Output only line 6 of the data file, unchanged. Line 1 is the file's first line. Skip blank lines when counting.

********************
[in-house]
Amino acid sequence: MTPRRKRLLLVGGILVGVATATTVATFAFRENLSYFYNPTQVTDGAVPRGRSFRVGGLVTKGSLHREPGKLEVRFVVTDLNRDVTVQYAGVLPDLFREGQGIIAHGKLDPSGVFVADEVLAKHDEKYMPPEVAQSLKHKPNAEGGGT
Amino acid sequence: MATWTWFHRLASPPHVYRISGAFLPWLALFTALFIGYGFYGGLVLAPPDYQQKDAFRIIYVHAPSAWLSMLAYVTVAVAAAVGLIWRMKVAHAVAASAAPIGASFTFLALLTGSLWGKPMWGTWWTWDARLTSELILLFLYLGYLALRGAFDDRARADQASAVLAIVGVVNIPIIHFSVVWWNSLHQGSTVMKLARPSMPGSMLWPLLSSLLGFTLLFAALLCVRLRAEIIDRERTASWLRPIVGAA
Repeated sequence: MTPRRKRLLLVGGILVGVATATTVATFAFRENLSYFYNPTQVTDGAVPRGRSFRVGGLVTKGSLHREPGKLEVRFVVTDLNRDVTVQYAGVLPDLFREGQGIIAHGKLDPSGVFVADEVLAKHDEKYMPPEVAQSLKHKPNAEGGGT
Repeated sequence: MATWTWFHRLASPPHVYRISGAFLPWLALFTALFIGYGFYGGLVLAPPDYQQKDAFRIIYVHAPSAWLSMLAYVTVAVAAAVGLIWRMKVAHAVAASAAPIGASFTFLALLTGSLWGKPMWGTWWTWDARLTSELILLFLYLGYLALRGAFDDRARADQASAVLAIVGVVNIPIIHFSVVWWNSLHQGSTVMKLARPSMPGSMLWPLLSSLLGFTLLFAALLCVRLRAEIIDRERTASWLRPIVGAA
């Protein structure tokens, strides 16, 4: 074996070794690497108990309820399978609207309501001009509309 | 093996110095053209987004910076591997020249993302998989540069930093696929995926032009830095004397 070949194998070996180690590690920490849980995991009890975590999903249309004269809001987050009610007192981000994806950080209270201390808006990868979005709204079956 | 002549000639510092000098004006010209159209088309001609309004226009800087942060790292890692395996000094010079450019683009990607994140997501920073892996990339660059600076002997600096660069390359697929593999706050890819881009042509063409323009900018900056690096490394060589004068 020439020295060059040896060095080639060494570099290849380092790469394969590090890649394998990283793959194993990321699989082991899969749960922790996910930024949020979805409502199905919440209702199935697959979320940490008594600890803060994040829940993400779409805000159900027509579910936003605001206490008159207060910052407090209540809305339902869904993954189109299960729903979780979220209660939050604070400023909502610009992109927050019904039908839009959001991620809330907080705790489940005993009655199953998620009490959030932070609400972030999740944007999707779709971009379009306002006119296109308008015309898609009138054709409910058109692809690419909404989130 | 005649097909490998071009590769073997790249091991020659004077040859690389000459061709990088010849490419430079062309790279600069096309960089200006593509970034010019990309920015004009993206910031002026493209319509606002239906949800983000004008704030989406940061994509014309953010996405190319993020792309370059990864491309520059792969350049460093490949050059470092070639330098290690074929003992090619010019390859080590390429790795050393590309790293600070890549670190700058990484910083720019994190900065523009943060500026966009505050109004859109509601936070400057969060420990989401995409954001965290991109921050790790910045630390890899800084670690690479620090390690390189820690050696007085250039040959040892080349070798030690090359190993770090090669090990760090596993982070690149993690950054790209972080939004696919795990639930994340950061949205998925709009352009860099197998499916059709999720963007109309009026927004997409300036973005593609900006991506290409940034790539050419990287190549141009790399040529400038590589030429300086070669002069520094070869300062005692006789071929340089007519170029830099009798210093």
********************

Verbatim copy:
């Protein structure tokens, strides 16, 4: 074996070794690497108990309820399978609207309501001009509309 | 093996110095053209987004910076591997020249993302998989540069930093696929995926032009830095004397 070949194998070996180690590690920490849980995991009890975590999903249309004269809001987050009610007192981000994806950080209270201390808006990868979005709204079956 | 002549000639510092000098004006010209159209088309001609309004226009800087942060790292890692395996000094010079450019683009990607994140997501920073892996990339660059600076002997600096660069390359697929593999706050890819881009042509063409323009900018900056690096490394060589004068 020439020295060059040896060095080639060494570099290849380092790469394969590090890649394998990283793959194993990321699989082991899969749960922790996910930024949020979805409502199905919440209702199935697959979320940490008594600890803060994040829940993400779409805000159900027509579910936003605001206490008159207060910052407090209540809305339902869904993954189109299960729903979780979220209660939050604070400023909502610009992109927050019904039908839009959001991620809330907080705790489940005993009655199953998620009490959030932070609400972030999740944007999707779709971009379009306002006119296109308008015309898609009138054709409910058109692809690419909404989130 | 005649097909490998071009590769073997790249091991020659004077040859690389000459061709990088010849490419430079062309790279600069096309960089200006593509970034010019990309920015004009993206910031002026493209319509606002239906949800983000004008704030989406940061994509014309953010996405190319993020792309370059990864491309520059792969350049460093490949050059470092070639330098290690074929003992090619010019390859080590390429790795050393590309790293600070890549670190700058990484910083720019994190900065523009943060500026966009505050109004859109509601936070400057969060420990989401995409954001965290991109921050790790910045630390890899800084670690690479620090390690390189820690050696007085250039040959040892080349070798030690090359190993770090090669090990760090596993982070690149993690950054790209972080939004696919795990639930994340950061949205998925709009352009860099197998499916059709999720963007109309009026927004997409300036973005593609900006991506290409940034790539050419990287190549141009790399040529400038590589030429300086070669002069520094070869300062005692006789071929340089007519170029830099009798210093």